“What’s wrong, honey?” Callie cooed.

“We only have nine hours left to live, Mommy,” Jenna said, adopting a child-like tone, her arms wrapping tightly around her mother. “I’m never going to see you again after we all have dinner together. I’m going to miss you so much, even though we’ll all be dead.”

“Oh, honey,” Callie breathed, holding her daughter tighter. “I’m going to miss you, too. If you want, you can stay with your father and me for a little bit after.”

Jenna shook her head. “No. You and Dad have special plans for tonight. I don’t want to get in the way.”

“You’re our daughter,” Callie said, gently brushing Jenna’s hair from her forehead. “How could you get in the way?”

“I just want you and Dad to have a good time together tonight. You haven’t really had that chance since you were always raising three kids.” Jenna laughed softly, wiping at her face with the back of her hand. “And I still live at home.”

“It’s up to you, Jenna. Your father and I will be home for a little longer before we head out. You’re always welcome to spend some more time with us.”

“Maybe just a little bit,” Jenna said slowly, moving away slightly from her mother. “I could always tell Stacie to pick me up last.”

“There you go,” Callie said encouragingly, rubbing her daughter’s back. “Why don’t you do that?”

Jenna nodded before resting her head once again on her mother’s shoulder.

“Mom, I’m afraid to die,” she whispered, curling up next to her mother like a child. “Will it hurt?”

Callie kissed the top of her daughter’s head. “I don’t know, honey. I hope you won’t feel any pain. I hope none of my children feel any pain.” She paused. “I think we’re all afraid to die. There are so many young people in this world, so many children who will never get to grow up. And even people my age are afraid to die. I don’t know what’s worse: dying by our own hand or dying from being destroyed by a gigantic asteroid.”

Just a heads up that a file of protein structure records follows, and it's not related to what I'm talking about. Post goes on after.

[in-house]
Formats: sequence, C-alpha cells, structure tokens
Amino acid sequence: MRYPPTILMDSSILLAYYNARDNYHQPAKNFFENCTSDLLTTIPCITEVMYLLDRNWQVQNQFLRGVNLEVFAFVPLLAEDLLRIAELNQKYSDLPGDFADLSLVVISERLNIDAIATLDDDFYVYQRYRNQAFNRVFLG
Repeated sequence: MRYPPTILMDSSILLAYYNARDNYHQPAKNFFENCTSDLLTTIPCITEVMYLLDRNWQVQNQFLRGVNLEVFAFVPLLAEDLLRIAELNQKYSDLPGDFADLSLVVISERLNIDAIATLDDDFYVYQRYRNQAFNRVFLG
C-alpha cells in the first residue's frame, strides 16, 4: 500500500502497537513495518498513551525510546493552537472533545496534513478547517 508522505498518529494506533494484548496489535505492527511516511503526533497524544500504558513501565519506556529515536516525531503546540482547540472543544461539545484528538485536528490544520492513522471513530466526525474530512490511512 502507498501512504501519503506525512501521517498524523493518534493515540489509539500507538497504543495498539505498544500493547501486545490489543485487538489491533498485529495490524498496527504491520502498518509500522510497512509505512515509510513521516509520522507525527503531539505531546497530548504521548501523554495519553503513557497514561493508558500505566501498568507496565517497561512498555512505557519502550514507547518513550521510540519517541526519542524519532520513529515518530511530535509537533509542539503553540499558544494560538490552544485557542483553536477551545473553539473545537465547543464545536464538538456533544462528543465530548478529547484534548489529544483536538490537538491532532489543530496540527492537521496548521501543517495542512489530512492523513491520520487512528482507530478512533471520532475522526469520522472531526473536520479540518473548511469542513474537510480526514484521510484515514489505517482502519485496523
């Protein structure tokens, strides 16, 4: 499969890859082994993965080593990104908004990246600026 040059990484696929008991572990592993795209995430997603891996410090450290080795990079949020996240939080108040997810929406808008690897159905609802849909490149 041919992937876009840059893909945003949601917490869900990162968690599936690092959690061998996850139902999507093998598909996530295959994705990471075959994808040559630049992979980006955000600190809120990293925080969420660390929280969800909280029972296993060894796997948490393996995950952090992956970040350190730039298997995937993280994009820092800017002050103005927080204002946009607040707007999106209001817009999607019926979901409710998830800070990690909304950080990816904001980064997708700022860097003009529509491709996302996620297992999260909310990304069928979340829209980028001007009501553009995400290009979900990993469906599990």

“How big is it supposed to be, anyways?”

“It’s supposed to be big, but not quite as big as the moon.”

“Then it would kill us all, wouldn’t it?”


“When is it supposed to hit?”

“Some time tomorrow. You can look out through your telescope if you want.”

“So we’d be dead tomorrow, anyways,” Jenna said morosely, drying her cheeks with her sweater.


“All that’ll be left for the asteroid is a bunch of pieces.”

“Most likely.”

Tears slipped down Jenna’s cheeks again and she sniffled as her mother hummed a lullaby she hadn’t sung to any of her children since before they had started attending kindergarten.

“I’m scared, Mom,” Jenna whispered through her tears. “I’m not ready to die. I’m so scared.”

“I know, honey,” Callie whispered back, hugging her youngest child closer. “I know. This isn’t what I wanted for you, either, but we’re going to be gone by tomorrow anyways.”

Callie let her daughter cry until there were no tears in her little girl’s eyes left. She didn’t know how long she had spent with her daughter, but she didn’t care. She would never get a chance to do this again.